On Palm Sunday we attended a church with the girls that Peregrine counsels. It was a new church for all of us, and I found the pastor’s body language to be positive. He was sincere in his prayers; cared about the people in front of him. That sincerity spread to the congregation, many of whom cried when the girls shared their stories. You could see women across the church using their dupatas to cover the tears on their faces.
The director of the girls’ home gave a message about the Palm Sunday cry, “Hosanna!”1 I had long forgotten that “Hosanna” is a cry for help in Hebrew. “Save us!” we cry to the King of Glory as he enters the city, humble on the colt of a donkey. “Save us!” we cry out to the Prince of Peace.
She shared her own story of being sexually assaulted as a teen, unspeakably vulnerable in this cultural context. “Save me!” she cried from her own experience of pain and separation from others and from God. She spoke of how God’s rescue of her inspired her own willingness to serve others, and expanded the Hosanna cry from a one-step personal plea to a two-step direction for life. “We are being saved to save.”
We are being saved to save. To paraphrase Paul, if you have found anything good in your experience with God, then make his joy complete by bringing something of that goodness to the lives of others.2
Where do we believe our salvation will be found, and what do we think it will consist in? As I sat through an Easter service the next week, the limited aspirations of our political leaders passed into my mind. The ones who claim to reject money also claim that the right application of money will solve all our problems. The ones who belittle government power appear willing to do anything to acquire it. The ones who act the most distressed about violence brag about what military violence will accomplish in their hands.
We will not be saved by the proper application of violence.3 We will not be saved by the proper application of power.4 We will not be saved by the proper application of money.5 And thus we will not be saved by a vote for those who only know how to use money, power, or violence to change the world. In the book of Luke, Jesus readies himself for ministry by explicitly rejecting the wealth and power and fame of the world, temptations associated with the devil,6 and then announces his ministry through a different kind of power indeed.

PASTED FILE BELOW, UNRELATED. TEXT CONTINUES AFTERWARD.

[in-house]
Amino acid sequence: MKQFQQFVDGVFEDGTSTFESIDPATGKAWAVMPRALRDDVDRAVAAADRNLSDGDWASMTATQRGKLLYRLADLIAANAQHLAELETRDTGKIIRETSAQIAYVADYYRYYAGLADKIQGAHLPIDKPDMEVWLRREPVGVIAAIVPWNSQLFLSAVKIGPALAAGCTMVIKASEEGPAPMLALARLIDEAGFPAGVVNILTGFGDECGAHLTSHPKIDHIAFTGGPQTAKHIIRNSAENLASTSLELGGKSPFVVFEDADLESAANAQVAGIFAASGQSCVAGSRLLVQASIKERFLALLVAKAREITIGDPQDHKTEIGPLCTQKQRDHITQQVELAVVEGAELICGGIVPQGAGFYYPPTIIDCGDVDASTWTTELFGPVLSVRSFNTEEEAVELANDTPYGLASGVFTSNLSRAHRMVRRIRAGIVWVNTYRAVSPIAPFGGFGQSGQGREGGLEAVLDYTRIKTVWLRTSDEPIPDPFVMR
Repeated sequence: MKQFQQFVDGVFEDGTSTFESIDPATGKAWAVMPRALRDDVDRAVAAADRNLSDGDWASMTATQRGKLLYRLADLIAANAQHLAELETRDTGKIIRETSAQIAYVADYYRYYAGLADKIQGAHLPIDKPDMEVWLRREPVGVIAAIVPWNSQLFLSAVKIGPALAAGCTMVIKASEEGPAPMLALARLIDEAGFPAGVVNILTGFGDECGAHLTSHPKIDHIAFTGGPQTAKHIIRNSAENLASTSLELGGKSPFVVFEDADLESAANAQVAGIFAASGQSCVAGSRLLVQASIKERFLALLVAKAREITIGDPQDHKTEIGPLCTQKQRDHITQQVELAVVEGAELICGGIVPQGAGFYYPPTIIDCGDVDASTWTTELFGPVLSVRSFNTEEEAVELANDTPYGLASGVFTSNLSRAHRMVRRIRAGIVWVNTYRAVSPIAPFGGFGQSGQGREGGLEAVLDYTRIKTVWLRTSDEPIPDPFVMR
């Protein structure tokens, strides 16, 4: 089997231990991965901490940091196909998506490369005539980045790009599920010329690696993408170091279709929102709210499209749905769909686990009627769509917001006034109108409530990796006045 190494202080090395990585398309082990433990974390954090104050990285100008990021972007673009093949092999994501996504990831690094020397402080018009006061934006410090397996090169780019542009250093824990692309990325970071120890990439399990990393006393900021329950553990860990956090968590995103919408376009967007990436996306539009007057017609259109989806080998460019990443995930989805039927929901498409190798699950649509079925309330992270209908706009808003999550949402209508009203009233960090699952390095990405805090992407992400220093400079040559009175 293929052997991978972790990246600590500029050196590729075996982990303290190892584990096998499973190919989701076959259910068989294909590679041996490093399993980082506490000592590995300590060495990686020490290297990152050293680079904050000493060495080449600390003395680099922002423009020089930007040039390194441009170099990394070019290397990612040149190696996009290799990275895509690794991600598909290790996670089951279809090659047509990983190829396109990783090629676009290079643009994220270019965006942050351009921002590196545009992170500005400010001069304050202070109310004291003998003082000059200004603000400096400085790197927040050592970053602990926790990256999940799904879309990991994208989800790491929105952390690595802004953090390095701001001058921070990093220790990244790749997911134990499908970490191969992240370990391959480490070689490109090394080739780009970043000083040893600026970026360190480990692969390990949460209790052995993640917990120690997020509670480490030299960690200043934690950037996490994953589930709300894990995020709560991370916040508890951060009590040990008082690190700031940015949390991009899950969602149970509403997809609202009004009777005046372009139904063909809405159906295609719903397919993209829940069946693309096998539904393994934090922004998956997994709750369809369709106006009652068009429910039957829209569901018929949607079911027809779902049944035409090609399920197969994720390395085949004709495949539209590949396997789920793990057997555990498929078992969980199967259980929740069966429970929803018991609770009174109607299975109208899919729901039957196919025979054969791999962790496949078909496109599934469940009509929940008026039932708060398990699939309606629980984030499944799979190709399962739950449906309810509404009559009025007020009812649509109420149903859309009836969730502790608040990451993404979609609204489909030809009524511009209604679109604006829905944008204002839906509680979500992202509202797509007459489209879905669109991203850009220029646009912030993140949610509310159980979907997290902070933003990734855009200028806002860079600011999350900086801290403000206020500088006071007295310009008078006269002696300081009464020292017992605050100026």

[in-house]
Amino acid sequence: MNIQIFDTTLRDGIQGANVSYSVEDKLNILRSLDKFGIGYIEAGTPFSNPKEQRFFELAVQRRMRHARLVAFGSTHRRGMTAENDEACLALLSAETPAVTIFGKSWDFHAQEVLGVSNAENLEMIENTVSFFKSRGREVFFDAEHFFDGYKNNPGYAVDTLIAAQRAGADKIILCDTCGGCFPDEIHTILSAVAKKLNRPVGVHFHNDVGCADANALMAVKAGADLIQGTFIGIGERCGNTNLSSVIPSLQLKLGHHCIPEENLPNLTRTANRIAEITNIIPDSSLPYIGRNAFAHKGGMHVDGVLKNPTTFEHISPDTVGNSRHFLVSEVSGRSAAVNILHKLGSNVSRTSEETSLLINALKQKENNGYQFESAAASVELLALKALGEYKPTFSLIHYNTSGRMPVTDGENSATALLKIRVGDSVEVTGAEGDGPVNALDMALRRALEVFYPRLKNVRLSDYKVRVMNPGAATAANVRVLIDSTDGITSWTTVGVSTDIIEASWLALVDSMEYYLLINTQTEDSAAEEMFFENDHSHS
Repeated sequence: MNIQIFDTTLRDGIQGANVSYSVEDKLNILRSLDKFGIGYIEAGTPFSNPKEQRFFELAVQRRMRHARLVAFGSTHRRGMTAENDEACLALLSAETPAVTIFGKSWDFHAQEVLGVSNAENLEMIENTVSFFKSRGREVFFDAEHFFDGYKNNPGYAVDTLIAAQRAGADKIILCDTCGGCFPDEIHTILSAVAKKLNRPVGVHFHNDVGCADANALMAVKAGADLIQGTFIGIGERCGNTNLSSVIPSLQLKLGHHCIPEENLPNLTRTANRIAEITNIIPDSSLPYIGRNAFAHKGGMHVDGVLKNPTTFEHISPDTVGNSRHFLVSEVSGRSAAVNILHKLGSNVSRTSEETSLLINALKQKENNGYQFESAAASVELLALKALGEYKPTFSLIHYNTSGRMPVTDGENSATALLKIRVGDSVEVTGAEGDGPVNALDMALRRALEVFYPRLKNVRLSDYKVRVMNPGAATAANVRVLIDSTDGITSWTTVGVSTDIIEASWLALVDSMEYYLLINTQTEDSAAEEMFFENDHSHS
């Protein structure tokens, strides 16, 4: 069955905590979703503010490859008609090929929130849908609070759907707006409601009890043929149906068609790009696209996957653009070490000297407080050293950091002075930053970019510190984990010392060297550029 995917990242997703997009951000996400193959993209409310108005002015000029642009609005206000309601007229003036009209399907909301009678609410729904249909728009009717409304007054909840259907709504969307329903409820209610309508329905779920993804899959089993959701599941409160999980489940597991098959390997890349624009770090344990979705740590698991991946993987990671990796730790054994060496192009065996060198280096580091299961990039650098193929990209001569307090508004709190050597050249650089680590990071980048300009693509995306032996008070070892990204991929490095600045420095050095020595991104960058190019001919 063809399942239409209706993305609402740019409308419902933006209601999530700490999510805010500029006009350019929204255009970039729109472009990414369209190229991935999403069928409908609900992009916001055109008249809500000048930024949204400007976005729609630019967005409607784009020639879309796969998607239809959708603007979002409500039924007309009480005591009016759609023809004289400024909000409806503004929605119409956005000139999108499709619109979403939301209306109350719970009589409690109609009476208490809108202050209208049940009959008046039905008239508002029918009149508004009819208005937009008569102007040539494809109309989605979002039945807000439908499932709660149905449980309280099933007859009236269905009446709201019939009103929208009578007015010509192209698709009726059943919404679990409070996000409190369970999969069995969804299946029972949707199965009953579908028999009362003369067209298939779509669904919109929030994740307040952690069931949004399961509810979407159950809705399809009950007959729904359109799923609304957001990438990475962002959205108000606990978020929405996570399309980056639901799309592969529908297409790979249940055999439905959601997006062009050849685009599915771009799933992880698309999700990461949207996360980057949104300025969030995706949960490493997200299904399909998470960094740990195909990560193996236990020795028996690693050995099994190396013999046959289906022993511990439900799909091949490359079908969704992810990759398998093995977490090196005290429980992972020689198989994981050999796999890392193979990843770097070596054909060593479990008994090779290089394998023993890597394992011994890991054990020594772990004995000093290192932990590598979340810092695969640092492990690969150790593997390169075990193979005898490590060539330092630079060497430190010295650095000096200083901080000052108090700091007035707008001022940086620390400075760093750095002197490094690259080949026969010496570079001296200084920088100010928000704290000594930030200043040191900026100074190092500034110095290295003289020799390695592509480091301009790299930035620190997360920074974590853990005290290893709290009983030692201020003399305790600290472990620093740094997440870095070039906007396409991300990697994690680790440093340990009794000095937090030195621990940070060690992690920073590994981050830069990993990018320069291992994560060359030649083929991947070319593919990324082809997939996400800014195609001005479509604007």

“The Spirit of the Lord is upon me,
because he has anointed me
to proclaim good news to the poor.
He has sent me to proclaim freedom for the prisoners
and recovery of sight for the blind,
to set the oppressed free,
to proclaim the year of the Lord’s favor.”7
Jesus [“He saves”] came to those calling hosanna [“Save us!”]. He taught that a willingness to trust God for provision could replace a need to trust in accumulating our own money, a willingness to submit to God’s authority could replace a need to trust in acquiring our own power, and a willingness to place faith in God’s security could replace a need to trust in employing our own violence. And on Good Friday and Easter he culminated the rejection of those false needs in taking up His cross and surrendering all to the One who could be trusted in, even unto death.
Jesus was saved from death so that Jesus bring salvation to the rest of us.
And we are being saved so that we may extend that salvation to others.
We are being saved to save.
This safe house where many girls feel that they are being saved was in a tenuous position when I first wrote those words some years ago. It can only receive funding when being-saved people let go of their own financial concerns and allow money to flow out to anyone in need. It will only be staffed so long as being-saved people give up positions of authority in order to serve in far more humble positions with the girls. And it can only make a lasting difference if being-saved people break into the cycle of violence that brings girls here with a love greater than force.
In that Palm Sunday service, the pastor stepped up to the podium after the girls had spoken, opened his notes, took a look, then closed them again.
“I had a message prepared for Palm Sunday today. But I just want to let the testimony of our friend and these girls stand.”
He then asked someone to pray for all of us, and closed the meeting.
 Mark 11:9-10, Matthew 21:9
 See Philippians 2:1-4
 Matthew 26:52, Romans 12:17-21 and much of the rest of the Gospel
 Matthew 20:25-28, Philippians 2:3-4 and much of the rest of the Gospel
 Matthew 6:19-24, 1 Timothy 6:7-10 and much of the rest of the Gospel
 Luke 4:1-12
 Luke 4:18-19, quoting Isaiah 61:1-2 while omitting the second line of verse 2